Baked macaroni and cheese is a classic comfort food. The rich, cheesy goodness is a favorite side dish at holiday and special occasion dinners. A large pan of macaroni and cheese serves a large group of people, but getting the texture just right can be an issue. Baked recipes often use a white sauce, also called a béchamel, in which the cheese is melted into and then mixed with the pasta. If you don't have milk or do not like milk, chicken broth is a viable alternative; just be aware that it will change the taste and texture of the finished dish just a bit.
The béchamel sauce used to make macaroni and cheese is traditionally made by melting butter in a saucepan and then stirring in flour. The flour cooks for about a minute to eliminate the starchy flavor and then milk is added slowly while whisking to produce a thick, white sauce. It is possible to replace the milk entirely with chicken stock in equal amounts. When this is done, it is no longer called a béchamel sauce, but a veloute. Mix the cheese into the veloute and allow it to melt thoroughly while stirring continuously.
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When substituting chicken broth for milk in macaroni and cheese, it's important to be aware that the taste and texture will differ somewhat. Milk adds creaminess to the sauce that chicken broth just cannot replicate. The color and appearance of the sauce will differ as well. Instead of being very opaque, it will remain a bit translucent, similar to that of gravy. If the seasonings are kept the same, the actual taste remains very similar, but without the mouth feel of the extra creamy macaroni and cheese that many are accustomed to eating.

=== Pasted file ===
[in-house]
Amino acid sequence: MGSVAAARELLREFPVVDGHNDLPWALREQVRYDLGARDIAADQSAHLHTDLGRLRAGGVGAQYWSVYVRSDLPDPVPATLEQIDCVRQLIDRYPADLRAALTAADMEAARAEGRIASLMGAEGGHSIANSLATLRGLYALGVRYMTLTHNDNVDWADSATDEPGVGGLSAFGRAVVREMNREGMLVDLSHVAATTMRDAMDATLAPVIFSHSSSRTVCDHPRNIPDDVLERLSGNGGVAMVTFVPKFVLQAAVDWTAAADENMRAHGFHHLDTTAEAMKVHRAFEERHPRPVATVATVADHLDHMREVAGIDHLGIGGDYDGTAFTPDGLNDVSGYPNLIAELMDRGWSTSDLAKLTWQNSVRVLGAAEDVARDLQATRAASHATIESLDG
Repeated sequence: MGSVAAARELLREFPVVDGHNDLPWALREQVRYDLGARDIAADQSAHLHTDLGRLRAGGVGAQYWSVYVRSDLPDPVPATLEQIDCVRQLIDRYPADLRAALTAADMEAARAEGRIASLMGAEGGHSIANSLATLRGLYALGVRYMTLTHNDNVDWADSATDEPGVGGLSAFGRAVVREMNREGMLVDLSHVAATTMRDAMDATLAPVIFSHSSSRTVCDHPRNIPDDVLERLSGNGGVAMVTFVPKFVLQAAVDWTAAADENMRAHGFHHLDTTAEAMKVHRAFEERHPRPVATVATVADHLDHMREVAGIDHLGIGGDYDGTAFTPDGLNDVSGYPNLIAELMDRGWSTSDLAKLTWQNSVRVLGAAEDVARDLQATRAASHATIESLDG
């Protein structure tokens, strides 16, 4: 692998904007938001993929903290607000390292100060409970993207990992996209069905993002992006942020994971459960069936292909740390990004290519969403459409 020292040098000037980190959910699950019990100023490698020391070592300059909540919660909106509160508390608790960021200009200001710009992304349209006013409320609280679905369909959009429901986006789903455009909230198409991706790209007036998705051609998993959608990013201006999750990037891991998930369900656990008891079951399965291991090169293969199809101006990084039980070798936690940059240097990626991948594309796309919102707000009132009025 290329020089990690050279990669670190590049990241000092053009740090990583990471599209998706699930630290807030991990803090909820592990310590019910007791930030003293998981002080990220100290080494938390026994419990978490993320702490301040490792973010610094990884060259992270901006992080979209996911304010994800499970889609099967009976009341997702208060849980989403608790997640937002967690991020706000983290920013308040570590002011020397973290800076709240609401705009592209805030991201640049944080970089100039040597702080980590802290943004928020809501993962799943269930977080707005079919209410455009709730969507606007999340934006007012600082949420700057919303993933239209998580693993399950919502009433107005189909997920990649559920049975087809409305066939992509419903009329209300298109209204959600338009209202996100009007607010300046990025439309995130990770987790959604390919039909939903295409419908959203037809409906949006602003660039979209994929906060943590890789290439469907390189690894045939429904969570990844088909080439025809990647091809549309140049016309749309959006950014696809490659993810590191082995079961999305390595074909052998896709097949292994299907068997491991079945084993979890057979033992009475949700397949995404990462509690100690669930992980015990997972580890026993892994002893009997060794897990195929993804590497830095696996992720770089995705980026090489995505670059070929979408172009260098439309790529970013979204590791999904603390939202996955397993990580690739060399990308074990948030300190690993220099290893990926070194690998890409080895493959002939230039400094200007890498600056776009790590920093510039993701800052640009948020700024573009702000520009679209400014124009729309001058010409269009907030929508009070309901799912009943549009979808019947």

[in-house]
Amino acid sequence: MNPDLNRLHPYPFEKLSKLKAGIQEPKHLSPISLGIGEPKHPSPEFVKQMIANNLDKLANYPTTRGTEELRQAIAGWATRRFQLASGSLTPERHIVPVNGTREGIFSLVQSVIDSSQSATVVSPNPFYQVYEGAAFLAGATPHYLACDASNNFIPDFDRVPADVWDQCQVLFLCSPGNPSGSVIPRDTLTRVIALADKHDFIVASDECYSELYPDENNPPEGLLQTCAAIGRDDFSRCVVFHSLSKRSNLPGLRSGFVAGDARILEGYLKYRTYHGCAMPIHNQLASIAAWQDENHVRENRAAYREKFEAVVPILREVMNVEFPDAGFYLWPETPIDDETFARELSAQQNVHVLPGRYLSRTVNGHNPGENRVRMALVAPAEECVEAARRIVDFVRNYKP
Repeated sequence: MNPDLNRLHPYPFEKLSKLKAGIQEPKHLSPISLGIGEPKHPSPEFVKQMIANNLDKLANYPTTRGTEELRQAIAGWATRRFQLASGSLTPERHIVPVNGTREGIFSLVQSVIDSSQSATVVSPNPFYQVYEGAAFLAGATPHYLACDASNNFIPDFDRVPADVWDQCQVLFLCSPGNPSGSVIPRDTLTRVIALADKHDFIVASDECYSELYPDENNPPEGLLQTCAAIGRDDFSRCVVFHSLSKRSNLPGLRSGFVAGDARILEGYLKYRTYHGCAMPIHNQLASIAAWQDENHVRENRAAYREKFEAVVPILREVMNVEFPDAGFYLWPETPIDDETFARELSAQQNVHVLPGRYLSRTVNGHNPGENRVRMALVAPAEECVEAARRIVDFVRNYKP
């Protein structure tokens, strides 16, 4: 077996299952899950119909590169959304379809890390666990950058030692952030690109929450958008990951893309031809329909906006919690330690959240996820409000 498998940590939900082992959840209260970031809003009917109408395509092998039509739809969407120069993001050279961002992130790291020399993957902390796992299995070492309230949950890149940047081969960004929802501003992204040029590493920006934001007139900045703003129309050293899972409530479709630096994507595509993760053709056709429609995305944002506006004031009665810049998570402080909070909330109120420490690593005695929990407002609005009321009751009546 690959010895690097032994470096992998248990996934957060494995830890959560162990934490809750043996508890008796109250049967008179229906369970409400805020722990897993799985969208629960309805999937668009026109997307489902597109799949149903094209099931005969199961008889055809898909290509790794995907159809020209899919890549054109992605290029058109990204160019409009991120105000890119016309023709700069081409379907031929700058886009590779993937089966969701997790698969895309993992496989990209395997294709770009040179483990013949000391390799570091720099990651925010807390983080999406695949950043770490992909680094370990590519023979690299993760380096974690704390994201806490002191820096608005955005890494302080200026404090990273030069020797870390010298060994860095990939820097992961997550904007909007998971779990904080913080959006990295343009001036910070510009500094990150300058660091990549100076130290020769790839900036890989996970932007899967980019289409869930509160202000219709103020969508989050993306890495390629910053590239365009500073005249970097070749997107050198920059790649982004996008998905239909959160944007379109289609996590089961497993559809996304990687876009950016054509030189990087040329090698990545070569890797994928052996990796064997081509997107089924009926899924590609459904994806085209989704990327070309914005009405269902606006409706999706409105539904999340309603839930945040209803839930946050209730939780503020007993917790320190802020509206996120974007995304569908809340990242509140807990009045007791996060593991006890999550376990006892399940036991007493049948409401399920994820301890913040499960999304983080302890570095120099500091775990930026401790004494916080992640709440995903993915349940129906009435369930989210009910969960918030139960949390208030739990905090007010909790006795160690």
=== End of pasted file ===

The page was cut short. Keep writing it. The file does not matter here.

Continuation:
When making macaroni and cheese with chicken stock, make sure that your sauce is not watery or it will not bake properly in the oven. Use the same measurement of broth as you would have used milk. Once you mix the sauce together, it should still be thick. When stirring the sauce, there should be resistance on the spoon, as if you were stirring thick gravy. If the sauce is too thin, mix one tablespoon of cornstarch with just enough water to dissolve the cornstarch so it doesn't clump. Whisk this mixture into the sauce to thicken it up.
Since the taste and texture of the dish will change due to the substitution, consider making a trial run before making the recipe for a holiday dinner or other special occasion. You may find that you want to tweak the recipe by changing the spices or by using different kinds of cheese to make up for the difference. Spicing the dish using cayenne pepper or using different cheese such as smoked Gouda may help disguise the fact that milk was eliminated from the sauce. The final taste, though, is completely dependent on your own preferences. Making substitutions is often a matter of trial and error because not everyone likes the same thing.